The neighborhood triggered memories.  Phoenix had come down this lane every morning for almost four months as a kid, carrying his backpack and small blue lunch box.  Miles would wait for him at the end of the driveway, two steps from the mail box, and together they'd pick up Larry on their way to school.  Four months was a relatively short time in the life of a growing nine year old, but to Phoenix his morning routine meant the world to him. 


He still remembered that cold morning in January he turned the corner and found no one waiting for him two steps from the mailbox.  Over the winter break his parents had tried to explain to him what the stories on the news had said about Miles and his family, but it wasn't until he stood at the end of the Edgeworths' empty driveway that the young Phoenix understood.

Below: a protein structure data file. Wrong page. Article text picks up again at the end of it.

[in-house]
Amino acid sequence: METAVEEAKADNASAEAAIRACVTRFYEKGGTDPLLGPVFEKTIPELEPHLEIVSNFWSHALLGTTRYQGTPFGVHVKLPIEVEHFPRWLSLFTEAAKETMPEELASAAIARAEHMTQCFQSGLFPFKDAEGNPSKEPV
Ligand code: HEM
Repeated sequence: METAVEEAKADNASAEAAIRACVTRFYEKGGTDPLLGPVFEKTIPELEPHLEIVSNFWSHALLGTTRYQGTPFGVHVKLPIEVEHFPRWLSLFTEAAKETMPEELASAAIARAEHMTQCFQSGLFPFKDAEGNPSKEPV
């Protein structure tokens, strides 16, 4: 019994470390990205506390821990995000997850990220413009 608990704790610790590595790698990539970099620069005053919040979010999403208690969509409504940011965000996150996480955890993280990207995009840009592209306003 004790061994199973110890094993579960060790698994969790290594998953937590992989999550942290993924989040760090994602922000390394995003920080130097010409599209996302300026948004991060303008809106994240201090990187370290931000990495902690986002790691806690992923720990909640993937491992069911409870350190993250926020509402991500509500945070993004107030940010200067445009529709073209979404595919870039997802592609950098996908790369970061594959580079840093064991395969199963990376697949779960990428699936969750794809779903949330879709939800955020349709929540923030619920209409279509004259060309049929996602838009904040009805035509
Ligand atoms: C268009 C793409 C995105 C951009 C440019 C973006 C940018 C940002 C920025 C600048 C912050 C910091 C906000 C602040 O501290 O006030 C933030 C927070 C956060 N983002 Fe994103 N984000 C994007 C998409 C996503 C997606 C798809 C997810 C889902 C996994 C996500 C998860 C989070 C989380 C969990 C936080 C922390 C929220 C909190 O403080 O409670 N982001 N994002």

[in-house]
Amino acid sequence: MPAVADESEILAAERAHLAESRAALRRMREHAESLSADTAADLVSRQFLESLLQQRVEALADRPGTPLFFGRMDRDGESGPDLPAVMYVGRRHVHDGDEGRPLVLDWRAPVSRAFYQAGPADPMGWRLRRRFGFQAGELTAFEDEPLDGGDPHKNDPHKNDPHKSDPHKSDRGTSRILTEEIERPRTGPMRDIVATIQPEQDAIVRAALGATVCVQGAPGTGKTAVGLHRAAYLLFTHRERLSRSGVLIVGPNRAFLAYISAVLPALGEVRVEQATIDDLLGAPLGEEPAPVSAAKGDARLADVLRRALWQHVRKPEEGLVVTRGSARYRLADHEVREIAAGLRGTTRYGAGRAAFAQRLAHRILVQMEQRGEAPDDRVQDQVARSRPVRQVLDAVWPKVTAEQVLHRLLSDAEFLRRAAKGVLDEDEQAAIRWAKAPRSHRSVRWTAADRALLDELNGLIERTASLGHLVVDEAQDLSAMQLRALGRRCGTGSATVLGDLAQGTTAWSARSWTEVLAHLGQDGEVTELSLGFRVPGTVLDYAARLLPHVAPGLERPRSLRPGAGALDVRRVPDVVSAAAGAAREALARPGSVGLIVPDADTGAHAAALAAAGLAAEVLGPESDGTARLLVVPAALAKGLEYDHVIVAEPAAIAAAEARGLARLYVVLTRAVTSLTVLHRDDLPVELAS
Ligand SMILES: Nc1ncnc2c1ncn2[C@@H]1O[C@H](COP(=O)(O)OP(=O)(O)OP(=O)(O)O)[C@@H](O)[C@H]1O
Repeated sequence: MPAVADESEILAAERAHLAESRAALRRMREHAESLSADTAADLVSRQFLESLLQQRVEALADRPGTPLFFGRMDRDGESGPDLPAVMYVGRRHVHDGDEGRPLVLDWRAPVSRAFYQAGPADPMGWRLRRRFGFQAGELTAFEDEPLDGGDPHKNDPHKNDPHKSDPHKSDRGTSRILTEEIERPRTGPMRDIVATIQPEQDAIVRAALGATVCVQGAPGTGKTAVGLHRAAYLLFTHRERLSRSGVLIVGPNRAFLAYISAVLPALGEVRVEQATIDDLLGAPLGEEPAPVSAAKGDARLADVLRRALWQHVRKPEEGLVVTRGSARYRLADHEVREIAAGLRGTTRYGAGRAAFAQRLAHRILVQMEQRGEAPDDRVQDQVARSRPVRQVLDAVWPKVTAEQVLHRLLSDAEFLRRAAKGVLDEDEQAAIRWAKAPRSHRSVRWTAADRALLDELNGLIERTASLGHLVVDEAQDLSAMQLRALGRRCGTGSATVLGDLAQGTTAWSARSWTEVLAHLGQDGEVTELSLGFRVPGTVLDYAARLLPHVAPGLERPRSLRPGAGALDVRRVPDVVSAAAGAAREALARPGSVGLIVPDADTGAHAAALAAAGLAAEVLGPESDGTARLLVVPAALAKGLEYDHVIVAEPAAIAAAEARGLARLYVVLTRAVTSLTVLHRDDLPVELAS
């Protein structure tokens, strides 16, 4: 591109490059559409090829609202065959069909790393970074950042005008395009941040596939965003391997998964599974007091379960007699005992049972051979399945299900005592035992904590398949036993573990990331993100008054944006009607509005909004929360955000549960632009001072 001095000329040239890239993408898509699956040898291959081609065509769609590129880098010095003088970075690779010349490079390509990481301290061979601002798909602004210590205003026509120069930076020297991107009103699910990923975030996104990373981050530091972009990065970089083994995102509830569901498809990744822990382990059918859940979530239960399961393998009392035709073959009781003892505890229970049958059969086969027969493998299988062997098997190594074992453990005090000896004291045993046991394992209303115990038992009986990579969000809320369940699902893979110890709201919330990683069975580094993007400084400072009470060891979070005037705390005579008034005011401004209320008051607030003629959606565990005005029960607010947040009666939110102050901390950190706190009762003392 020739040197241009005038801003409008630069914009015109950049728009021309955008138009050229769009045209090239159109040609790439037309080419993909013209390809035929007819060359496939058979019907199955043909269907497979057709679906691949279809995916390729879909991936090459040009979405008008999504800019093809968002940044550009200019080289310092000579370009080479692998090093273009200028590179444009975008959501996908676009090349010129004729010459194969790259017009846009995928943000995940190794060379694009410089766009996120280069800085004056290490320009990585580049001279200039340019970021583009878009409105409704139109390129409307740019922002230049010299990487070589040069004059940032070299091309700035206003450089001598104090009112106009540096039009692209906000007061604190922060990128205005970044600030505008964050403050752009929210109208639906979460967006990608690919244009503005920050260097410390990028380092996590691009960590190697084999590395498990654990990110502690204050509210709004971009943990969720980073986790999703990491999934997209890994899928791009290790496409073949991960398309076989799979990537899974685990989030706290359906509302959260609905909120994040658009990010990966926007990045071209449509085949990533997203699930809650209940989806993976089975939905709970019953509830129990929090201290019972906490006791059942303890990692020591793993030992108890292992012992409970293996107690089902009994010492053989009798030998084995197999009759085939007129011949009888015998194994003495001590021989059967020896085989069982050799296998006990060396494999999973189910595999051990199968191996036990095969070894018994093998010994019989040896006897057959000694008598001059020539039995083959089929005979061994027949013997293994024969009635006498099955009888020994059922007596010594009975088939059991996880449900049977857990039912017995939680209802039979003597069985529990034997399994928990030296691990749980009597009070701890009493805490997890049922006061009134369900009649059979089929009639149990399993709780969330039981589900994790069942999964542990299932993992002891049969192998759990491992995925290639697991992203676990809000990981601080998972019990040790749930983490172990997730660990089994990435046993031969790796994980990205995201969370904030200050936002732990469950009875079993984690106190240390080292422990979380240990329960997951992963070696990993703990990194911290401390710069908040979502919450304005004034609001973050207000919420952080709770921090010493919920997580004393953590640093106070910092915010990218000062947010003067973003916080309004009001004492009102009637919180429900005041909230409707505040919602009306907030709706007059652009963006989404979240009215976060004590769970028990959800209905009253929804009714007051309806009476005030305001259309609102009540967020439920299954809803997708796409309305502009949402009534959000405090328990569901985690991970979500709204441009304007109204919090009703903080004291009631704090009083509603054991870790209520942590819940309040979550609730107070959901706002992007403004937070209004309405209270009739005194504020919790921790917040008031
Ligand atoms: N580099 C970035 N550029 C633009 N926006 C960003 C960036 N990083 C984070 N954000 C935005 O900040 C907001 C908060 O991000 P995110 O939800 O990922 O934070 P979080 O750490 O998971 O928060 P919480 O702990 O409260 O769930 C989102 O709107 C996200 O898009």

The driveway wasn't empty now--Miles' red sports car was parked in it, confirming Phoenix's earlier assumptions.  So he's home.  I don't know how happy he'll be to see me, but I should at least see how he's doing.  He still felt guilty about the whole incident, and he wanted a chance to explain.  Just tell him straight.  What's the worst he could do?


Phoenix knocked on the door, and fidgeted with his collar and cuffs.  He wasn't sure what to make of Miles' face when he answered; he had showered and changed, so that there was no evidence of the fire on his face or in his hair, and already that made him look much better than how they'd parted that morning.  But when their eyes met something in Miles' expression went tightly blank.  He didn't speak as he stared at the unexpected visitor.